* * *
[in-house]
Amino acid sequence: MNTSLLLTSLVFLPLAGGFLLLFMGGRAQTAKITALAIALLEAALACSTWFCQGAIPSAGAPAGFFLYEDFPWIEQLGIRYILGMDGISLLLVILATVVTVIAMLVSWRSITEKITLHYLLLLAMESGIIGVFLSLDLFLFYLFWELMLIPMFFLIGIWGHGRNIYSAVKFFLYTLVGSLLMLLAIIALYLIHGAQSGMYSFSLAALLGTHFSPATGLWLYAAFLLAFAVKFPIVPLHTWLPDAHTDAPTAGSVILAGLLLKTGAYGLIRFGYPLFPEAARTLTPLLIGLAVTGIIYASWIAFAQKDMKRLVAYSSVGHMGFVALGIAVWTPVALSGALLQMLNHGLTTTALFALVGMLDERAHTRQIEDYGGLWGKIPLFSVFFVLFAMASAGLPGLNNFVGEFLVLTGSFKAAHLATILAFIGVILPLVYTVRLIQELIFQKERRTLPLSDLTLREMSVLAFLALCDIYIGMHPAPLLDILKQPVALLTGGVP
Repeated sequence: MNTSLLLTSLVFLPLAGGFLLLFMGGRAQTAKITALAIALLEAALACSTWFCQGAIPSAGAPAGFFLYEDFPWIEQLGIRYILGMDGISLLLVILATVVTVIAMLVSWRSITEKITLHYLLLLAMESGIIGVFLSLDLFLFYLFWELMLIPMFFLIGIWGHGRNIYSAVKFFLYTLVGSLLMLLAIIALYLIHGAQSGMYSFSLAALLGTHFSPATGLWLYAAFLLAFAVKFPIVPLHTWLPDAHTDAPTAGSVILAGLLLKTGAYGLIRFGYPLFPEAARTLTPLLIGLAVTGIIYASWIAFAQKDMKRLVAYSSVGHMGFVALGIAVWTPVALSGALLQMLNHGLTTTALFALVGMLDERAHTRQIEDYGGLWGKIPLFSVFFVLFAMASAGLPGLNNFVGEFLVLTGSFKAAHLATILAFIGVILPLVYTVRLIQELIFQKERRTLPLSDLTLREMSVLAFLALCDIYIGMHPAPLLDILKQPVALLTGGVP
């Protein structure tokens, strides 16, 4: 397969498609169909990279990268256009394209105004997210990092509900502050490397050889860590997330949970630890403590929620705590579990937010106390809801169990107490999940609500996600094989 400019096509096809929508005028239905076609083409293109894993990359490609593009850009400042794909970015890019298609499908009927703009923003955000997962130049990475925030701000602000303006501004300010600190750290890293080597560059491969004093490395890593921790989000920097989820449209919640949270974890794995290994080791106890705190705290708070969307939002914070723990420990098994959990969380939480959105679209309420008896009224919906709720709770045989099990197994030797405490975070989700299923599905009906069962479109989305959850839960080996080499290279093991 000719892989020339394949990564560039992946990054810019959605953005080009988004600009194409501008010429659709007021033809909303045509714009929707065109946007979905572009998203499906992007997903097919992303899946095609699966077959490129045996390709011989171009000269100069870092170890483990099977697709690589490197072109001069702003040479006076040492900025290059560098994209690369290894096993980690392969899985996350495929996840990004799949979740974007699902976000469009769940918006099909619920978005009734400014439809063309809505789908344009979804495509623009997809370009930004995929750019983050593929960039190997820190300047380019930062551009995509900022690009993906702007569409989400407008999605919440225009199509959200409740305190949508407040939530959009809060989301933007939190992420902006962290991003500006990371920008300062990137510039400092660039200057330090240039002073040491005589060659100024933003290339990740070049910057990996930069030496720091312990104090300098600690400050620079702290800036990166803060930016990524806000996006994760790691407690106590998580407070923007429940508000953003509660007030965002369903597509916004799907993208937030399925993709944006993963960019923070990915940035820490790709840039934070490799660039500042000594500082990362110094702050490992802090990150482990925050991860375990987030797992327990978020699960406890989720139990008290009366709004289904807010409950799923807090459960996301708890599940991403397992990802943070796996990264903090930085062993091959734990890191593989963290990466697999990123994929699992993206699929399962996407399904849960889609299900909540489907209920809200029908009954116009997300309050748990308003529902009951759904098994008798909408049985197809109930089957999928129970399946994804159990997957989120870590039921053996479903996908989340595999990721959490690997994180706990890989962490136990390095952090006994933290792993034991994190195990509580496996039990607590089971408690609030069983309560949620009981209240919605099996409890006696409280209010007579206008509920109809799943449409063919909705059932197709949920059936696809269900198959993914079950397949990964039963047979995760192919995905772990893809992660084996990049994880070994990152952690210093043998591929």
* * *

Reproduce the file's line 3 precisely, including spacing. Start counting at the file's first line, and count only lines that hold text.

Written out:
Repeated sequence: MNTSLLLTSLVFLPLAGGFLLLFMGGRAQTAKITALAIALLEAALACSTWFCQGAIPSAGAPAGFFLYEDFPWIEQLGIRYILGMDGISLLLVILATVVTVIAMLVSWRSITEKITLHYLLLLAMESGIIGVFLSLDLFLFYLFWELMLIPMFFLIGIWGHGRNIYSAVKFFLYTLVGSLLMLLAIIALYLIHGAQSGMYSFSLAALLGTHFSPATGLWLYAAFLLAFAVKFPIVPLHTWLPDAHTDAPTAGSVILAGLLLKTGAYGLIRFGYPLFPEAARTLTPLLIGLAVTGIIYASWIAFAQKDMKRLVAYSSVGHMGFVALGIAVWTPVALSGALLQMLNHGLTTTALFALVGMLDERAHTRQIEDYGGLWGKIPLFSVFFVLFAMASAGLPGLNNFVGEFLVLTGSFKAAHLATILAFIGVILPLVYTVRLIQELIFQKERRTLPLSDLTLREMSVLAFLALCDIYIGMHPAPLLDILKQPVALLTGGVP